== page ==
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9 Hours review: A winsome, layered crime thriller bolstered by impressive writing and performances

The creator Krish Jagarlamudi, directors Niranjan Kaushik and Jacob Verghese deliver a classy show that keeps you on your toes

  • Srivathsan Nadadhur

Last Updated: 08.25 AM, Jun 02, 2022

9 Hours review: A winsome, layered crime thriller bolstered by impressive writing and performances
9 Hours


A jailer Vishwanath, out of desperation to settle his debt amounting to Rs 20 lakh, gives a nod to one of the prisoners to execute a bank robbery, but there's a catch! The prisoners who pull off the heist must return to the jail before the roll-call. Will Vishwanath succeed in his secret mission? How would the robbery change the lives of the bank employees? Is Vishwanath being pranked? 


Krish may probably be the only contemporary filmmaker who has used his license as a storyteller to reintroduce the vastness of Telugu literature to a new generation, convincing them to take pride in their cultural roots. From a Krishnam Vande Jagadgurum to a Kondapolam to a Gautamiputra Satakarni, one could genuinely sense a larger purpose behind his mainstream cinema attempts. He takes this idea forward to the digital audience too by backing the episodic adaptation of writer Malladi Venkata Krishna Murthy's famous novel Tommidi Gantalu.

Tommidi Gantalu, the novel, has all the ingredients to turn into a juicy show and 9 Hours makes good use of its source material and its enriching characters. It's hard to give a label to most of the characters - the show gives them the space to justify their motives. The periodic setting to a crime thriller adds another layer of intrigue to the viewing experience - it's good to slip back into a time when cops, journalists and criminals rely on strategy more than technology to get their work done.

The show alternates between two backdrops predominantly - the central jail and the bank. There's ample variety in the characterisation. There's a jailer who's more of a spoilt brat who loses money in gambling and takes help from a prisoner to bail him out of trouble. A CI and a journalist are on the verge of a divorce. A widowed woman is harassed by a male colleague at work. The bank manager is trying to wind up his day quickly before calling it a day. Two new joinees have the hots for one another. How does a bank robbery alter their lives?

The main challenge while executing a thriller in an episodic format is to do justice to the character establishment without compromising on the tension in the storytelling. Team 9 Hours maintains this balance well, keeps you on your toes and gives a good reason to invest in characters and their trauma despite their flaws. The show, with its crafty treatment, comes together like various pieces of a jigsaw puzzle. Every character has a purpose behind their action. 

Human behaviour is unpredictable in the hour of crisis and the show writers exhibit enough nuance in exploring these complexities and contradictions in this universe. A woman who's part of a bank robbery squad doesn't mind extending a helping hand to a bank employee facing sexual harassment from a colleague. A thug catches hold of a peon stealing money from the bank and doesn't confront him. The spoon-feeding is minimal and 9 Hours pushes its audience to think and connect the dots constantly.

9 Hours doesn't unlock all of its mysteries and a handful of threads remain intentionally unresolved to pave way for a second season. One can sense the immense coordination between the show directors Jacob Verghese and Niranjan Kaushik to bring seamlessness to their storytelling. Unlike most recent thrillers that don't give you enough time to absorb what's happening in the proceedings, 9 Hours doesn't merely hurry through the episodes for the sake of pace. There's a method to the madness.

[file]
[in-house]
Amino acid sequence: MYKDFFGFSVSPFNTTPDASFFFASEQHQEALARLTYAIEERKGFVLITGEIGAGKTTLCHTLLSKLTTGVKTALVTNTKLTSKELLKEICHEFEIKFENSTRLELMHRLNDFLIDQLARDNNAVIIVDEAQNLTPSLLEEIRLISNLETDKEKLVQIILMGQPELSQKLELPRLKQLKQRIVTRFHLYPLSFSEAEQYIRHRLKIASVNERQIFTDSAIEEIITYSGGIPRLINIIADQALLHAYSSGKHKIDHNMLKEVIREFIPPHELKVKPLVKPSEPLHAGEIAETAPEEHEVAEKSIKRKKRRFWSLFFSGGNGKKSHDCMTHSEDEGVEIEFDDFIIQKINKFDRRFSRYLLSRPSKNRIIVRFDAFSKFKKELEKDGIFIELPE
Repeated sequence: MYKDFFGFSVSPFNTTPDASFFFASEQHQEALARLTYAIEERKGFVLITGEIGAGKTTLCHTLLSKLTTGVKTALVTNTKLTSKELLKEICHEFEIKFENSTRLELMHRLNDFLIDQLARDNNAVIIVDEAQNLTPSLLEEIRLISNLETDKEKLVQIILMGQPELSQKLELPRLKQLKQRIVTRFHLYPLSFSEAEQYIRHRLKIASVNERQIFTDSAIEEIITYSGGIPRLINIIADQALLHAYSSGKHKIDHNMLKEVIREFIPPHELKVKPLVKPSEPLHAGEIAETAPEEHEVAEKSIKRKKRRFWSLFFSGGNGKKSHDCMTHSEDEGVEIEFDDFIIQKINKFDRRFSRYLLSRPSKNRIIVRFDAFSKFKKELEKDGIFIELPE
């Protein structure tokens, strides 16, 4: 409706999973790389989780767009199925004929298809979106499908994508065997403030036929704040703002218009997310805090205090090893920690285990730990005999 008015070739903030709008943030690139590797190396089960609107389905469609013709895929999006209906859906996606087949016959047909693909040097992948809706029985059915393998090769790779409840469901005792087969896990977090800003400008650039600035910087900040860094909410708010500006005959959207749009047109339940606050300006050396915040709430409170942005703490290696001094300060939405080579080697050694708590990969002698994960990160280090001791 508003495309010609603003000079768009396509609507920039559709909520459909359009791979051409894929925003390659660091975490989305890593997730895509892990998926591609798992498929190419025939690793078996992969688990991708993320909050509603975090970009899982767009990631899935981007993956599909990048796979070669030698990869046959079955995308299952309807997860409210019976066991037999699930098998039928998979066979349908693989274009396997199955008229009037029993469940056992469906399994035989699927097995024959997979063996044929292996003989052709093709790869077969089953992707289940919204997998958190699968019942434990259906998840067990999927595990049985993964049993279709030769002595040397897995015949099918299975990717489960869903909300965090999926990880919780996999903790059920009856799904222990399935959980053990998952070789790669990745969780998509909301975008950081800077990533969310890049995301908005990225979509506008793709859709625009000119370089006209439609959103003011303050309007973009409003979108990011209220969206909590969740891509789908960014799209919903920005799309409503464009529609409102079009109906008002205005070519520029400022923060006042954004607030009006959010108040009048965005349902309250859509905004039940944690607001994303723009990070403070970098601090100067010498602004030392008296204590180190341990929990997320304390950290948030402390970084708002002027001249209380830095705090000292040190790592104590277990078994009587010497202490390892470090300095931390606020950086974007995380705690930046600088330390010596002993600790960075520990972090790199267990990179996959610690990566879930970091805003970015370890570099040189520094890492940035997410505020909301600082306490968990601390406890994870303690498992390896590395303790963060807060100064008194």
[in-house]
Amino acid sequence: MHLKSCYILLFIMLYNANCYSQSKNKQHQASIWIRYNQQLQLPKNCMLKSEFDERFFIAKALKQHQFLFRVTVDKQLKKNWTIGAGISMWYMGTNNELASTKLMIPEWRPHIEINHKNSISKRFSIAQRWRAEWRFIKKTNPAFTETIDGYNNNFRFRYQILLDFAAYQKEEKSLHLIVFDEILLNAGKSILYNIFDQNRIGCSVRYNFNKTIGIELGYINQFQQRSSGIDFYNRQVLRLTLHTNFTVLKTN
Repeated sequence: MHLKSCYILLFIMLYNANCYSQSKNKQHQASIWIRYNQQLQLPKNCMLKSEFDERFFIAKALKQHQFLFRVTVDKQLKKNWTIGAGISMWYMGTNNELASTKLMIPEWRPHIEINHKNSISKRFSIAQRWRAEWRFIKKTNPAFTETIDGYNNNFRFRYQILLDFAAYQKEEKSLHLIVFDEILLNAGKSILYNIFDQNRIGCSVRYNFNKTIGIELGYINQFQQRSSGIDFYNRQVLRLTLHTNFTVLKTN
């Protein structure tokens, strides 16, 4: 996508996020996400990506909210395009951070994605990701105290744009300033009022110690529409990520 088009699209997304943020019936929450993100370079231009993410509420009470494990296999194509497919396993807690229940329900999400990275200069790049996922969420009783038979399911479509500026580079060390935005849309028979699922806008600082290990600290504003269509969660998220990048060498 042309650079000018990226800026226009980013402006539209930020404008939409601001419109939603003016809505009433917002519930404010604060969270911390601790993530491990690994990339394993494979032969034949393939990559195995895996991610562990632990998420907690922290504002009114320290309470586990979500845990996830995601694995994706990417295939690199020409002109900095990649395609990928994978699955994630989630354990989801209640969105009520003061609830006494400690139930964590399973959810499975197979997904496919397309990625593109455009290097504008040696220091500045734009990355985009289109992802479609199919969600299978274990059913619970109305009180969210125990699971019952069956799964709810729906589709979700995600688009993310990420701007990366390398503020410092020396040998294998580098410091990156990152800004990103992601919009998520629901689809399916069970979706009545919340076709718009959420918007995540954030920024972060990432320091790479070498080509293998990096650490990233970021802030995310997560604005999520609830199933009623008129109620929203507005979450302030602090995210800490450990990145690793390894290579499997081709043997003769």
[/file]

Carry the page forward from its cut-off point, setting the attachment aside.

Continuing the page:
The biggest surprise of 9 Hours is its unconventional casting, featuring young and experienced actors who mean business and showcase the hunger to prove themselves. Most of the performances are underplayed and toned down and the cast appears in complete control of its craft. Taraka Ratna is a revelation as a cop who doesn't know to draw a line between his personal and professional lives, while an assured Madhu Shalini is more than a handful as a journo who isn't afraid to talk the truth to power when necessary.

It's wonderful to see the experienced Vinod Kumar find his mojo again in a deliciously flawed role while Ajay as a shrewd prisoner proves yet again that there's more to him than the comedy villain stereotype. Ankith Koyya and Preethi Asrani are a breath of fresh air, while the likes of Shri Tej, Ravi Varma, Benarjee, Ravi Prakash and Suresh Kumar are aptly cast in brief, well-written parts. Jwala Koti's ruggedness is an asset to his performance while Monika Tavanam has a ravishing screen presence. Sameer as a star with airs, Gemini Suresh in the role of an envious co-actor and Chitram Seenu, who is the owner of a video shop, ensure a few laughs.

Technically, 9 Hours is second to none other in the Telugu web space, be it the cinematography, editing, production design or the background score. While the storytelling is very today in its vibe, the visual aesthetics transport you back to the 80s. Shaktikanth Karthick, one of the more underrated composers of our times, comes up with a masterly background score that's nostalgic and gripping at once- his terrific use of the saxophone is the cherry on the cake.


9 Hours is an extremely well-made web show that makes for an engrossing watch and respects its audience's intelligence. Taraka Ratna, Madhu Shalini, Ajay and Vinod Kumar steer the ship with fine performances and prove that all takes is one good story to bring the best out of them. Technically top-notch and smartly written, there's enough meat in it to make for a solid binge-watch.